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Antibiotic Resistance- The prospect of returning to a world where Minor ailments could Kill us!

Antibiotic Resistance- The prospect of returning to a world where Minor ailments could Kill us! October 10, 2019Leave a comment

Have you ever bought medicines without a prescription? Or popped a pill to get instant relief from cold and cough? Have you noticed how the duration of your ailment is taking longer to heal? If you find yourself silently nodding to these questions you might be neck-deep in trouble.

India’s consumption of antibiotics has more than doubled from 2000 to 2015. The pills you take for a minor ailment can do you more harm in the longer run, read on to know.

All about Antibiotic Resistance

Introduced in the 1940s, antibiotics are our go-to medicines for bacterial infections. They work like any other antimicrobial agents by targeting a variety of micro-organisms. These “magic pills” specifically target bacteria, while leaving the host unharmed. It may seem all good, however, prolonged use and abuse of antibiotics can prove to be fatal.

Bacteria, viruses, fungi, and parasites often develop resistance to medicines. In simple terms, once these micro-organisms develop ways to outshine the drugs, these agents can no longer treat infections caused by them. Bacteria, in particular, have acquired resistance to antibiotics so much so that some pathogens are resistant to all antibiotic classes. Infections caused by these bacteria may lead to costlier treatment, longer hospital stay and higher chances of death.

Causes of Antibiotic Resistance

  • Self-Medication stands as the leading cause of antibiotic resistance. When you take these drugs without a prescription you don’t know the exact dose needed for a particular ailment. Similarly, you might end up not taking the full course. This triggers the microbes to build resistance to the drugs.
  • Most people misuse/overuse antibiotics even when they are not required. What’s worse is the fact that patients do not follow their doctor’s instructions to complete its course. Most people stop taking the medicine abruptly as soon as they feel a little better.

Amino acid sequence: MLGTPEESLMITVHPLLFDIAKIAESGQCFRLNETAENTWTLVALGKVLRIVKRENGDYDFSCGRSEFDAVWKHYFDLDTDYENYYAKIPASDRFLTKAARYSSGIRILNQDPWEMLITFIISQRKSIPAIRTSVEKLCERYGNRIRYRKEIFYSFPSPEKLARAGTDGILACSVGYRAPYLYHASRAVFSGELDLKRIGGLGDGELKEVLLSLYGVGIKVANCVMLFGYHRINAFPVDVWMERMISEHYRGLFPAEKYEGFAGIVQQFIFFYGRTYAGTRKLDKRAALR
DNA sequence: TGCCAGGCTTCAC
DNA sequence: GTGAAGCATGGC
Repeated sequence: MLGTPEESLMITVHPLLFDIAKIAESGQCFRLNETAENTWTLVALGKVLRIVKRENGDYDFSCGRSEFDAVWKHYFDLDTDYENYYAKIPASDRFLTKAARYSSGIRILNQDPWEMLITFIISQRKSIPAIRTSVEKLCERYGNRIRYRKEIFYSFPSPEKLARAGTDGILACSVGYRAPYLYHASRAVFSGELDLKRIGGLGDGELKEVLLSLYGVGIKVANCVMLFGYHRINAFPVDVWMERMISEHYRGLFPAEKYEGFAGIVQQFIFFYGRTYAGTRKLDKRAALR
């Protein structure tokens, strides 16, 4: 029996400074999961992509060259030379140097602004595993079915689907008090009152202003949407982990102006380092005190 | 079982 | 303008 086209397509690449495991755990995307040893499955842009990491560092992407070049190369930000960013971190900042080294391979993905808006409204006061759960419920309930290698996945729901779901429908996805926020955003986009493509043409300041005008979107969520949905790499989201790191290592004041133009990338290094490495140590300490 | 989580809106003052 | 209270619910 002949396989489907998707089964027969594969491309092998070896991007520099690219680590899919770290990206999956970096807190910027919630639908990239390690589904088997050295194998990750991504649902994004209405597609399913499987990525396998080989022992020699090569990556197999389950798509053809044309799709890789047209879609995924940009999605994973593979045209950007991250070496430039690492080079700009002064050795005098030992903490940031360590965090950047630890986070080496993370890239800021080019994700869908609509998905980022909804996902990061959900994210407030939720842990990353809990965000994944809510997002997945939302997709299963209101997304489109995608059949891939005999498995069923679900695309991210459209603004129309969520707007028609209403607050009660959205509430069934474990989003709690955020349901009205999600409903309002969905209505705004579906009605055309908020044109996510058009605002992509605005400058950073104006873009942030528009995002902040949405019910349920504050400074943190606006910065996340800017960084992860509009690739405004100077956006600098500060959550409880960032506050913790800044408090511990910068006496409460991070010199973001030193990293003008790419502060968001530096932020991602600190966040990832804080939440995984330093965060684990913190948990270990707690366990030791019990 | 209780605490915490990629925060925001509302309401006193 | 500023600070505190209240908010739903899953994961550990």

• Places crowded with humans and animals are a thriving ground for germs. In such places, bacteria circulate through food, water and the environment itself.
  • In addition to overcrowding, poor hygiene and sanitary conditions cause the spread of such deadly micro-organisms.
  • Bacterial infections can also be acquired from hospital visits via staff, linen, medical tools, etc. 
  • Lack of awareness- hygiene and medication- is prevalent in most Indian households which cause the rampant spread of antibiotic resistance.
  • Overuse of antibiotics by poultry and livestock industry.

Antibiotic Resistance in India

Although it can be termed as a global threat, the state of antibiotic resistance in India is quite alarming, thanks to the misuse of antibiotics. The total use of antibiotics in India more than doubled between 2000 and 2015. This makes us the world’s largest consumer of antibiotics with the pre-eminent threat of antibiotic resistance.

Furthermore, Indians are at a greater risk owing to poor public health infrastructure, rampant diseases and unregulated sales of antibiotics. In such a scenario, for some, the last line of defence does not exist.

Who is at risk?

  • Patients suffering from pneumonia, tuberculosis, gonorrhoea, and salmonellosis are at risk because these infections are becoming more and more difficult to treat.
  • Babies in countries with high infant mortality rate.
  • Patients with last stage kidney or liver disease who need to visit hospitals frequently.
  • Since antibiotics are used in everything- surgeries to chemotherapy, all those taking these magic pills are at risk.

What we can do to combat Antibiotic Resistance?

A lot is being done in the health care industry and the agriculture sector to combat antibiotic resistance, however, these measures will be of no use if we lack the basic awareness about it. In order to overcome this menace, here’s what we can do:

  • Only use antibiotics if prescribed.
  • Don’t stop the antibiotics abruptly before completing the course given by the doctor.
  • Pay attention to hygiene and proper sanitation.
  • Consume organic foods produced without the use of antibiotics and prepare it hygienically.
  • Try to avoid contact with sick people and keep vaccinations up to date.

Antibiotic resistance has become rampant but the situation is stark in India. If we don’t take it seriously now, we will surely return back to the time when minor injuries and infections can kill us despite having medicines at our disposal!